Gephardt To Attack Normal Trade Ties With China
Breaking with the Clinton administration again, Rep. Richard Gephardt, the House Democratic leader, plans to denounce normal trade relations with China today, asserting that such terms would help China’s leaders and “contribute to their tyranny and reinforce their contempt for America’s resolve.”
Calling current policy in Beijing “free-market Stalinism,” Gephardt, in a speech to be delivered at the Detroit Economic Club, said that efforts to advance democracy through trade were futile.
“Economic growth for the elite will not lead to basic human rights for billions,” he said, bluntly contradicting President Clinton’s contention last Monday that trade ties are “the best way to bring China into the family of nations and to secure our interests and our ideals.” Clinton elaborated, saying, “We hope that it will come to respect human rights more and the rule of law more.”
Last week Gephardt, of Missouri, condemned the budget deal Clinton struck with congressional Republicans.
That position was widely cited as just another move in preparing to run for the Democratic presidential nomination in 2000 against Vice President Al Gore. But Gephardt said then, “That decision hasn’t been made and won’t be made for some time.”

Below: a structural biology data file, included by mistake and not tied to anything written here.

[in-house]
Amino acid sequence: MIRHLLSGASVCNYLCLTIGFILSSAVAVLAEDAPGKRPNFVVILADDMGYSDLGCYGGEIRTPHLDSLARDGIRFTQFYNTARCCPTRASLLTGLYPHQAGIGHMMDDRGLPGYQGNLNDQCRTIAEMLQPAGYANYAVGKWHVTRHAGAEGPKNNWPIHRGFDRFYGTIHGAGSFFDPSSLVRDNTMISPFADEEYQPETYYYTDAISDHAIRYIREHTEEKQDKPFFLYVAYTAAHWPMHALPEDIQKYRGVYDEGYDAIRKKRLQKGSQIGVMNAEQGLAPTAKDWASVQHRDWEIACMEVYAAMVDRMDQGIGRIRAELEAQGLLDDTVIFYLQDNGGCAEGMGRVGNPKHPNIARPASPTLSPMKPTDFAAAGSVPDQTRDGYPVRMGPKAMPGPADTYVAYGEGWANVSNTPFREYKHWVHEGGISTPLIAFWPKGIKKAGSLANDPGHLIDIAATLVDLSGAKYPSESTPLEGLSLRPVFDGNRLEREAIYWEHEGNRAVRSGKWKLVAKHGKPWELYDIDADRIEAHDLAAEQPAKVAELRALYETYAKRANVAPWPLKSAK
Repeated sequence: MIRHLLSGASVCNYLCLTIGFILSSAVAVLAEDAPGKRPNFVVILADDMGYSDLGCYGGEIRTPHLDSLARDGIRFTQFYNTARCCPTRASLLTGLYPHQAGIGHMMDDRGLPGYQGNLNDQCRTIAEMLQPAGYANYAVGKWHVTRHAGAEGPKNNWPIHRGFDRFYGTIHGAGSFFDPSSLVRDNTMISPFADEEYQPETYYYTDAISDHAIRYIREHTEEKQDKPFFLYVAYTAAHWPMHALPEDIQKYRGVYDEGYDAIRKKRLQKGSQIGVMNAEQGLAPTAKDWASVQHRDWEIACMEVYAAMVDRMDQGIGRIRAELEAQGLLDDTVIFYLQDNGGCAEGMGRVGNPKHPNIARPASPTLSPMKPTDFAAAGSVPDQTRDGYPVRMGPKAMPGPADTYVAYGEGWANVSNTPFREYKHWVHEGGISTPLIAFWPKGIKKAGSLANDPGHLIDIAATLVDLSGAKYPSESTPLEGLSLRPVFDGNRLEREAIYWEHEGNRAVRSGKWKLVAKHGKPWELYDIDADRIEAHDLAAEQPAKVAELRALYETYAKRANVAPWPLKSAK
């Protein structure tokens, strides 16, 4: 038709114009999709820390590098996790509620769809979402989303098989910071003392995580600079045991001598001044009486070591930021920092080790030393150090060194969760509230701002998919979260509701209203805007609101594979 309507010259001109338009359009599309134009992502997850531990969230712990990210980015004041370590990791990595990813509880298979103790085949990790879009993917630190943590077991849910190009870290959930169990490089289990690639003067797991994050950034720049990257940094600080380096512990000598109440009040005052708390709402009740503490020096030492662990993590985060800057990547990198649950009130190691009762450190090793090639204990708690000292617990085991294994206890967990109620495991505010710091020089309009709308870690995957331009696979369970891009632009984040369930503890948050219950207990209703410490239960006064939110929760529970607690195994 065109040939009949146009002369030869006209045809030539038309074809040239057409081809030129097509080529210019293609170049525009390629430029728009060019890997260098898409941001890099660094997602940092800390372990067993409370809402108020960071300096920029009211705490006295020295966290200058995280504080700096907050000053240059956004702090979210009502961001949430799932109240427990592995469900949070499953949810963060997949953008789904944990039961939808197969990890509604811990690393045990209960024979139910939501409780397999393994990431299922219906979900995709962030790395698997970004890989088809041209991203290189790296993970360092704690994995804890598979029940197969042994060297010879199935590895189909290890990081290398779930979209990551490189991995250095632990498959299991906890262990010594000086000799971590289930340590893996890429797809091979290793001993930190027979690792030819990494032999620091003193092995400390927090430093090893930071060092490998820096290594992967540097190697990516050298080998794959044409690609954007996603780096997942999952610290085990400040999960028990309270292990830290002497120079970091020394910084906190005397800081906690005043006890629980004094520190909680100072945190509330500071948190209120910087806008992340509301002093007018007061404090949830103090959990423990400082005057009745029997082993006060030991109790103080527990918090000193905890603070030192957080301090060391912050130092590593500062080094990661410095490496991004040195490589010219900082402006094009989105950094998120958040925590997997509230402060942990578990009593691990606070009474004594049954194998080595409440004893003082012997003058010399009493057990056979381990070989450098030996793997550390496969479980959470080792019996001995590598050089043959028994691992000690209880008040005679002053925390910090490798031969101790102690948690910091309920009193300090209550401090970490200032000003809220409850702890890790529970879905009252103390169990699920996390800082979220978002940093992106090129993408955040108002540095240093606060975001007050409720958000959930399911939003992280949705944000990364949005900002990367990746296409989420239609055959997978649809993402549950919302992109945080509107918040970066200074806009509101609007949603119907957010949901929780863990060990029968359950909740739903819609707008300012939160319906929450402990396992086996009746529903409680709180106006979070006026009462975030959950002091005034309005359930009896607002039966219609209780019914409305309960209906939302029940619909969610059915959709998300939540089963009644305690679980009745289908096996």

The Detroit speech, a copy of which was made available to The New York Times, is sure to renew that speculation, though his aides contended on Monday that it was consistent with his vote against renewing normal trade status for China last June. But last June, the House approved renewal, 286 to 141, Clinton was running for re-election, and Gephardt did not embarrass him by making a speech on the issue. Now Clinton is not running and Gephardt may be.
On the budget, only a third of the House Democrats joined Gephardt in voting against the measure. Some who were dubious voted for it anyway, knowing they faced certain defeat and future television advertisements against them saying they opposed a balanced budget.
Gephardt may have more influence on the issue of renewing normal trade relations, known as “most favored nation” status, however, because the odds are uncertain and the political risks slight.
In the House, Gephardt joins an ideologically scattered coalition ranging from diehard socially conservative Republicans to labor union Democrats who already have high hopes of winning a vote to reject Clinton’s decision. But they frankly concede they have little hope of winning in the Senate and none of overriding a veto by the president.
The House is likely to vote on extending China’s trading status in late June or in July.